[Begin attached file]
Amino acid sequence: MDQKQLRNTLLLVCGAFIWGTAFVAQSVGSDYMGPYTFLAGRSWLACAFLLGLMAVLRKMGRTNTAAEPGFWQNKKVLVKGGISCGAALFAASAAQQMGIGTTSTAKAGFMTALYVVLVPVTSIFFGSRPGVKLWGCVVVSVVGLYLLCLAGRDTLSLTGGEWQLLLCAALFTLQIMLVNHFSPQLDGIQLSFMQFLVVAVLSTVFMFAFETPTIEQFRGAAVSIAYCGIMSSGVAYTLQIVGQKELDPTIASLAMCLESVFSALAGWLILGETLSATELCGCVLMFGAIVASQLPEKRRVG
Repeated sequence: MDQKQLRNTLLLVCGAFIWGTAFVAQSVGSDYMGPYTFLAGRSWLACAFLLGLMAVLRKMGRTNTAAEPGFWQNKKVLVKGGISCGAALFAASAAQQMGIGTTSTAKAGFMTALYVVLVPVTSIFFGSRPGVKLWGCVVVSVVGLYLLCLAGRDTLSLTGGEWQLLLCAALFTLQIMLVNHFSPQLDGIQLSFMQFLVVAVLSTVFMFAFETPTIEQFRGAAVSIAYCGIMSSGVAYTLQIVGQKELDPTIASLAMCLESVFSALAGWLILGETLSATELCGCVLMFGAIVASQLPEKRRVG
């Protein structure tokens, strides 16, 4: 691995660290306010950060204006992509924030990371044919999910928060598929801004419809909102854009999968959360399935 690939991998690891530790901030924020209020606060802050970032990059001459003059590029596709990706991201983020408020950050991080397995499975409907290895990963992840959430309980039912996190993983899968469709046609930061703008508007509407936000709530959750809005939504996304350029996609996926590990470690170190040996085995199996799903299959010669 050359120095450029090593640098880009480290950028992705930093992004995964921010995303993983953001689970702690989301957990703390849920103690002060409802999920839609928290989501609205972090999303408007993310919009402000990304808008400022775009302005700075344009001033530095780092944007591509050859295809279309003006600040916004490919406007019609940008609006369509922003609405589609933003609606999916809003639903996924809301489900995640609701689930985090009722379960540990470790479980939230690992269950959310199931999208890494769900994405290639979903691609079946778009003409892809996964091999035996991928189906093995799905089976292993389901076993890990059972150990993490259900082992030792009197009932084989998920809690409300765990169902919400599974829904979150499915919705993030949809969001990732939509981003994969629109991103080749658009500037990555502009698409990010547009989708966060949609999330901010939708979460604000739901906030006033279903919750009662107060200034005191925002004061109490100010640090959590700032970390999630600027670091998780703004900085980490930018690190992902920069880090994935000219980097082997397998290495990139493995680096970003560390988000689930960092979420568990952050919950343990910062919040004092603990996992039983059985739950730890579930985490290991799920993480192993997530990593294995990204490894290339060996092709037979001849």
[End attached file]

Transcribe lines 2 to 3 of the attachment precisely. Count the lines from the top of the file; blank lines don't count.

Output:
Repeated sequence: MDQKQLRNTLLLVCGAFIWGTAFVAQSVGSDYMGPYTFLAGRSWLACAFLLGLMAVLRKMGRTNTAAEPGFWQNKKVLVKGGISCGAALFAASAAQQMGIGTTSTAKAGFMTALYVVLVPVTSIFFGSRPGVKLWGCVVVSVVGLYLLCLAGRDTLSLTGGEWQLLLCAALFTLQIMLVNHFSPQLDGIQLSFMQFLVVAVLSTVFMFAFETPTIEQFRGAAVSIAYCGIMSSGVAYTLQIVGQKELDPTIASLAMCLESVFSALAGWLILGETLSATELCGCVLMFGAIVASQLPEKRRVG
């Protein structure tokens, strides 16, 4: 691995660290306010950060204006992509924030990371044919999910928060598929801004419809909102854009999968959360399935 690939991998690891530790901030924020209020606060802050970032990059001459003059590029596709990706991201983020408020950050991080397995499975409907290895990963992840959430309980039912996190993983899968469709046609930061703008508007509407936000709530959750809005939504996304350029996609996926590990470690170190040996085995199996799903299959010669 050359120095450029090593640098880009480290950028992705930093992004995964921010995303993983953001689970702690989301957990703390849920103690002060409802999920839609928290989501609205972090999303408007993310919009402000990304808008400022775009302005700075344009001033530095780092944007591509050859295809279309003006600040916004490919406007019609940008609006369509922003609405589609933003609606999916809003639903996924809301489900995640609701689930985090009722379960540990470790479980939230690992269950959310199931999208890494769900994405290639979903691609079946778009003409892809996964091999035996991928189906093995799905089976292993389901076993890990059972150990993490259900082992030792009197009932084989998920809690409300765990169902919400599974829904979150499915919705993030949809969001990732939509981003994969629109991103080749658009500037990555502009698409990010547009989708966060949609999330901010939708979460604000739901906030006033279903919750009662107060200034005191925002004061109490100010640090959590700032970390999630600027670091998780703004900085980490930018690190992902920069880090994935000219980097082997397998290495990139493995680096970003560390988000689930960092979420568990952050919950343990910062919040004092603990996992039983059985739950730890579930985490290991799920993480192993997530990593294995990204490894290339060996092709037979001849």